Spending on hospitals, doctors and social services grew 5.6% year over year in the third quarter of 2015, indicating that healthcare expenses are still outpacing the higher growth rate recorded last year.
That figure comes from the U.S. Census Bureau's latest Quarterly Services Report (PDF) and does not include several other components of the healthcare system, such as pharmaceuticals and other medical products. Revised census figures also show that year-over-year healthcare spending increased 7.1% in the first quarter of this year and 6.2% in the second quarter.
While those rates are higher those for 2014, 2015 is still tracking behind the growth rates that were recorded in the 1990s and early 2000s.
Last week, CMS actuaries and economists said U.S. healthcare spending went up by 5.3% in 2014, pushing the country's healthcare bill above the $3 trillion mark. It was the first full year in which millions of Americans obtained health insurance under the Affordable Care Act, and economists have said that naturally led to a rise in healthcare spending.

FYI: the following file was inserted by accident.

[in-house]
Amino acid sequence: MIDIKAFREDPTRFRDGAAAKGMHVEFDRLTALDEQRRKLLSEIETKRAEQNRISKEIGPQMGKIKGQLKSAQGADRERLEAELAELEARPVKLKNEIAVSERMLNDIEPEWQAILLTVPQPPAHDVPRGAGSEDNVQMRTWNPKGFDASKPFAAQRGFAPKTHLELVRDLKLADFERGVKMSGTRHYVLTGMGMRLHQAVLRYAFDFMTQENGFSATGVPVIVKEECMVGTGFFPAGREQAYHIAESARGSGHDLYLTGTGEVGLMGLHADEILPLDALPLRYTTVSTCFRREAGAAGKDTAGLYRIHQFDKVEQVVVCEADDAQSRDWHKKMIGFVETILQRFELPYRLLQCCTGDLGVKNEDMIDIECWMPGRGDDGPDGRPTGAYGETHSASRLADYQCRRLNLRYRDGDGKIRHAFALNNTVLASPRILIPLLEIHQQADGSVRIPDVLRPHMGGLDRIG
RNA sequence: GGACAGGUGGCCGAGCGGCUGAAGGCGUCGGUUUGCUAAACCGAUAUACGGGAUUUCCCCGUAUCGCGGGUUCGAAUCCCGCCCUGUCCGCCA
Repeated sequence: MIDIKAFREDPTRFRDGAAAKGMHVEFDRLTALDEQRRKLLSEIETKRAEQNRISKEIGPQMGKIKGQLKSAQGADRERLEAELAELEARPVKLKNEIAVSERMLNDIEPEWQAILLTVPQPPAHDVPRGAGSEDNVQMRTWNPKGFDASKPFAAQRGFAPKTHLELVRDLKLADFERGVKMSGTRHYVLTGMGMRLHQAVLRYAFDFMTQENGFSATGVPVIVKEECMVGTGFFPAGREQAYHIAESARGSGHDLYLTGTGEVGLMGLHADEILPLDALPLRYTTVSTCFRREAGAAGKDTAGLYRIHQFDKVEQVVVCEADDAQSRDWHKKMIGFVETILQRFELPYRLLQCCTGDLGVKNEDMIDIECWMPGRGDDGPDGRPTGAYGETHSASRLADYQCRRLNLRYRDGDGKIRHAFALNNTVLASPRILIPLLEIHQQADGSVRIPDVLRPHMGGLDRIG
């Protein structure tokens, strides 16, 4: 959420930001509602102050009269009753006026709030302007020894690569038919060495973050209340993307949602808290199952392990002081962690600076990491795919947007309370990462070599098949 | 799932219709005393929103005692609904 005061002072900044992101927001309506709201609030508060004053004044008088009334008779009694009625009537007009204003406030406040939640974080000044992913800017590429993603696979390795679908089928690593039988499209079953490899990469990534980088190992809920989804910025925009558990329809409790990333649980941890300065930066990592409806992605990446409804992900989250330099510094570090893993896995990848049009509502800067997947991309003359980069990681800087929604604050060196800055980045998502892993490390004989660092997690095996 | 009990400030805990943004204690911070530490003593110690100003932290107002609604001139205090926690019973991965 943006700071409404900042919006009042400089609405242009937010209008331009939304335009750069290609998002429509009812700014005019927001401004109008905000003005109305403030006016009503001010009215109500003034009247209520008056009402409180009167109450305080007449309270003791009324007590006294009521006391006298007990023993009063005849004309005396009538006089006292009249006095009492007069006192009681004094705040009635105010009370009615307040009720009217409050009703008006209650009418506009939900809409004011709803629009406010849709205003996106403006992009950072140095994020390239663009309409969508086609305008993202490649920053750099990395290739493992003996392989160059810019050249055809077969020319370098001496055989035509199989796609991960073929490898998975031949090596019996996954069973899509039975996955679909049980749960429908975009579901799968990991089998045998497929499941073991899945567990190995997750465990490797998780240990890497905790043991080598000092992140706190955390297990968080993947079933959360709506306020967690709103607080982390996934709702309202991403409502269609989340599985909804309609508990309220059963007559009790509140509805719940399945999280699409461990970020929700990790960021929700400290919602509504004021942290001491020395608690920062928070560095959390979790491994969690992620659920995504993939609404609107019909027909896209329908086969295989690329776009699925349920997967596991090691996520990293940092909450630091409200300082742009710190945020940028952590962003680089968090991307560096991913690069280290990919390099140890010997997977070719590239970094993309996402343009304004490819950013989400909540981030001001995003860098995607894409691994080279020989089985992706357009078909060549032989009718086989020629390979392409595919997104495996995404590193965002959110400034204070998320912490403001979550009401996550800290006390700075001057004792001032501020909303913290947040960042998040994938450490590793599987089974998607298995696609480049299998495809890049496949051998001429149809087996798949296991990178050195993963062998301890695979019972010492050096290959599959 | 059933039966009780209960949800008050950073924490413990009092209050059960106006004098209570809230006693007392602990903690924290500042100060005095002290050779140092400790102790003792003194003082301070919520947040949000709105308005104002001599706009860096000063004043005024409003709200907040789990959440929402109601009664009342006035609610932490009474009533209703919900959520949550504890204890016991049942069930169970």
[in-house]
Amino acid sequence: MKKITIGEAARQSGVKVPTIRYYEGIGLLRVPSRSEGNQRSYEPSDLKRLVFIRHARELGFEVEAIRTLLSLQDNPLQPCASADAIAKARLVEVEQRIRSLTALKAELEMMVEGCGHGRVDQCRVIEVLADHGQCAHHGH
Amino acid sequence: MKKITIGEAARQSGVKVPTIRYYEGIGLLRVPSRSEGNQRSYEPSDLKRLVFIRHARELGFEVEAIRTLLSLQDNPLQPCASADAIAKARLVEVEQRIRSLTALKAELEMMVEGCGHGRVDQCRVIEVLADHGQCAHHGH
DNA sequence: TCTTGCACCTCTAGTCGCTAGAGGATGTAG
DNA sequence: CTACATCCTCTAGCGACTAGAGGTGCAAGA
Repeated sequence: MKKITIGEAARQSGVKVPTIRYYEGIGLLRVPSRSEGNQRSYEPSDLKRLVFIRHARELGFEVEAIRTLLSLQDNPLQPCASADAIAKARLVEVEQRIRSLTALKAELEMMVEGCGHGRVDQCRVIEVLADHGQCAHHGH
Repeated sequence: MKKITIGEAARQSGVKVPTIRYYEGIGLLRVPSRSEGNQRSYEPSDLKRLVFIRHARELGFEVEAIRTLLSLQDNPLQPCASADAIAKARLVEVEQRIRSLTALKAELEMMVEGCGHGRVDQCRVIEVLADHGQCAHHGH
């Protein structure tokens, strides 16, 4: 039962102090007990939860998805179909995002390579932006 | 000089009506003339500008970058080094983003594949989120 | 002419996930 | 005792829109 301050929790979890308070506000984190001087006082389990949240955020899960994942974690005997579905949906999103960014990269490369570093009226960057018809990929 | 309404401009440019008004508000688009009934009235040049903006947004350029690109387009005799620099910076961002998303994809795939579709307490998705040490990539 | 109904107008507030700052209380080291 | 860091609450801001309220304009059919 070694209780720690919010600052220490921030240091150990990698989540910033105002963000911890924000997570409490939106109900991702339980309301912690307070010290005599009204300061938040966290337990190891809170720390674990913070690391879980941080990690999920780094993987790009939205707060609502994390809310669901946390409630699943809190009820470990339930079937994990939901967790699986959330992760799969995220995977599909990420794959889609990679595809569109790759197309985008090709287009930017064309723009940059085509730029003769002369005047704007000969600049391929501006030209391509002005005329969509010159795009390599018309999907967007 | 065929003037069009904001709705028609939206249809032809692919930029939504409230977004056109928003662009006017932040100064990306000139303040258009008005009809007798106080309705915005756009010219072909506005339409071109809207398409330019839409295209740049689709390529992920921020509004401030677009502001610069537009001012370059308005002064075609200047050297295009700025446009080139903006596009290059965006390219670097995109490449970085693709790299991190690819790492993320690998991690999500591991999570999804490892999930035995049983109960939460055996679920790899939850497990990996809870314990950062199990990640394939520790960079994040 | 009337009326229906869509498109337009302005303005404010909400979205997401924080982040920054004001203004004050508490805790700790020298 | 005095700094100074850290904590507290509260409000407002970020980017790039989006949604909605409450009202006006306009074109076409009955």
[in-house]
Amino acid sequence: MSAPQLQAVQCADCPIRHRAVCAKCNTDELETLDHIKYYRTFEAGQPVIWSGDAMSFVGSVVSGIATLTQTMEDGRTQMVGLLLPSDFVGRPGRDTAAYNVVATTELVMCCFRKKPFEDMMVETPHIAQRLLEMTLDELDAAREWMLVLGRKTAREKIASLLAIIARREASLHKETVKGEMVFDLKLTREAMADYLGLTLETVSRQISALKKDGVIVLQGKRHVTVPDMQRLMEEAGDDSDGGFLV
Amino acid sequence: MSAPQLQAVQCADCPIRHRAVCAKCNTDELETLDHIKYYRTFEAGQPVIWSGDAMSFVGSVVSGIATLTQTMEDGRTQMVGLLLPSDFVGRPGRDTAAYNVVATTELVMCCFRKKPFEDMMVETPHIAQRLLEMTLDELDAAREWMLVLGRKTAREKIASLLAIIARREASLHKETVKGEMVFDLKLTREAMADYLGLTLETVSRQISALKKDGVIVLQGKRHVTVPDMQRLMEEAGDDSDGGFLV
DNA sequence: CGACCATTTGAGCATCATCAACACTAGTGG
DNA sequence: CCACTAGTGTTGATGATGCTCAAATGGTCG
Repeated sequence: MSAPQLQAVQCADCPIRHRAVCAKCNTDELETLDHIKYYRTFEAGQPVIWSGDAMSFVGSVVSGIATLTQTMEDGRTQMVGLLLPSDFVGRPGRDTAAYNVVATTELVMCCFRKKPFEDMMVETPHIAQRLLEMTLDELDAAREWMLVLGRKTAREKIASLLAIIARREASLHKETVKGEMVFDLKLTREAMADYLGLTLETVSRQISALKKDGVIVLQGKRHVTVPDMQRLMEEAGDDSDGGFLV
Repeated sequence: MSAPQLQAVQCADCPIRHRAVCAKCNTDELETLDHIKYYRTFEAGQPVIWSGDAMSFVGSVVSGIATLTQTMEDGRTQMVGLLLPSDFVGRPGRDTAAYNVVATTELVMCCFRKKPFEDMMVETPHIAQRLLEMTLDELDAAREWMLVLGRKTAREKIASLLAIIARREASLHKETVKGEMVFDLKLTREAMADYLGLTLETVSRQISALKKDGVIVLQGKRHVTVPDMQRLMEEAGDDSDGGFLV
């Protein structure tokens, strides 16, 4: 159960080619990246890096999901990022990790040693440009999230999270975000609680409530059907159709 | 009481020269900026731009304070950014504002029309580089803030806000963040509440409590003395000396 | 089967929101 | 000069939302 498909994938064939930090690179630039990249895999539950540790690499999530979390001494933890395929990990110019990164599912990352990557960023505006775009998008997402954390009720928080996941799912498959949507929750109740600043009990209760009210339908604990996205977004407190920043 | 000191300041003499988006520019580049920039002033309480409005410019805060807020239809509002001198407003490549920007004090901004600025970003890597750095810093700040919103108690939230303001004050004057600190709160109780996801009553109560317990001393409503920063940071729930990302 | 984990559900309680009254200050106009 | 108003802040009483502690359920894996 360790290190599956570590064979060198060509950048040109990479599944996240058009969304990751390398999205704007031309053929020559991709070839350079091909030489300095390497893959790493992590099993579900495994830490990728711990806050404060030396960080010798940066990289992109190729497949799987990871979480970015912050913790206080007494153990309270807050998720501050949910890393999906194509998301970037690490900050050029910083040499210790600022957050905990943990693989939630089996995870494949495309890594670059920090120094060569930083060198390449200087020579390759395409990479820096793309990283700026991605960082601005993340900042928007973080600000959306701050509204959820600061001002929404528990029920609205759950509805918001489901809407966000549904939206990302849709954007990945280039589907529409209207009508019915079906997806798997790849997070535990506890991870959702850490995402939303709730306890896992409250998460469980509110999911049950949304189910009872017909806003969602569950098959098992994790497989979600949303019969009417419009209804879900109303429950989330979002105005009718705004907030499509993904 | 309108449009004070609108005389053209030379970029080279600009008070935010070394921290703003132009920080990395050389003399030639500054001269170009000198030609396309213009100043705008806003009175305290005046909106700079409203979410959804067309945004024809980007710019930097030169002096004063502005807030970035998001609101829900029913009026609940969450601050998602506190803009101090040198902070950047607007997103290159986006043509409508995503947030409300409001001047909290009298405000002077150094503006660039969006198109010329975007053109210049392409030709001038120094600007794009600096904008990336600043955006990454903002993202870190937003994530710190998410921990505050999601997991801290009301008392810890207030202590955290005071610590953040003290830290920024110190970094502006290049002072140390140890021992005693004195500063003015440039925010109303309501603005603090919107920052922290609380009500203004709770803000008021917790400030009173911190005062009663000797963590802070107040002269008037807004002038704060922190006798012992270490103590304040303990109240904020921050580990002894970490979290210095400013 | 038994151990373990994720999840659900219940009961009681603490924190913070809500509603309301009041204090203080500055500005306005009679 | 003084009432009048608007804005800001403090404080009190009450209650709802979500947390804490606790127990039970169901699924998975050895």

This year, even more people have purchased health plans on the insurance exchanges or received coverage through expanded state Medicaid programs. Those populations appear to be visiting hospitals and doctors just as frequently, which many insurers like UnitedHealth Group and the ACA's co-ops have confirmed.
Hospitals constitute the largest portion of health services spending. Their revenue increased 5.3% in the third quarter of this year, compared with census figures for the same period last year. Spending at physicians' offices climbed 7.4%, and outpatient center expenditures rose 8.6%. Spending on nursing homes and residential-care facilities increased by a modest 3.3%.
The Census Bureau will release fourth-quarter economic data on March 10.